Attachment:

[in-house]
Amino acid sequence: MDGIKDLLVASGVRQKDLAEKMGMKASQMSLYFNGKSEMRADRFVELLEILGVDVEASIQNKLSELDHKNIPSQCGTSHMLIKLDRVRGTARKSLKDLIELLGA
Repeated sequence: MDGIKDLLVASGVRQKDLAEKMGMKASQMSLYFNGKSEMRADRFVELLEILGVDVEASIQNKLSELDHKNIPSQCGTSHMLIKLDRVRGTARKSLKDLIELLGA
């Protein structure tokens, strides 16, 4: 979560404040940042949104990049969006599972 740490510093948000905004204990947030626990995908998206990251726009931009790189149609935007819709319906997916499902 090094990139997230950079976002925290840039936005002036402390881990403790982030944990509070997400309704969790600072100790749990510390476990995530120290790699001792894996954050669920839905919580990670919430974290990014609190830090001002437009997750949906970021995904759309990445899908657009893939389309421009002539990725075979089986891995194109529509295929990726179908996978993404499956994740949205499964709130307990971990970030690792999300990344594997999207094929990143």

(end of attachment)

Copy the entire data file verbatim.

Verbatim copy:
[in-house]
Amino acid sequence: MDGIKDLLVASGVRQKDLAEKMGMKASQMSLYFNGKSEMRADRFVELLEILGVDVEASIQNKLSELDHKNIPSQCGTSHMLIKLDRVRGTARKSLKDLIELLGA
Repeated sequence: MDGIKDLLVASGVRQKDLAEKMGMKASQMSLYFNGKSEMRADRFVELLEILGVDVEASIQNKLSELDHKNIPSQCGTSHMLIKLDRVRGTARKSLKDLIELLGA
């Protein structure tokens, strides 16, 4: 979560404040940042949104990049969006599972 740490510093948000905004204990947030626990995908998206990251726009931009790189149609935007819709319906997916499902 090094990139997230950079976002925290840039936005002036402390881990403790982030944990509070997400309704969790600072100790749990510390476990995530120290790699001792894996954050669920839905919580990670919430974290990014609190830090001002437009997750949906970021995904759309990445899908657009893939389309421009002539990725075979089986891995194109529509295929990726179908996978993404499956994740949205499964709130307990971990970030690792999300990344594997999207094929990143």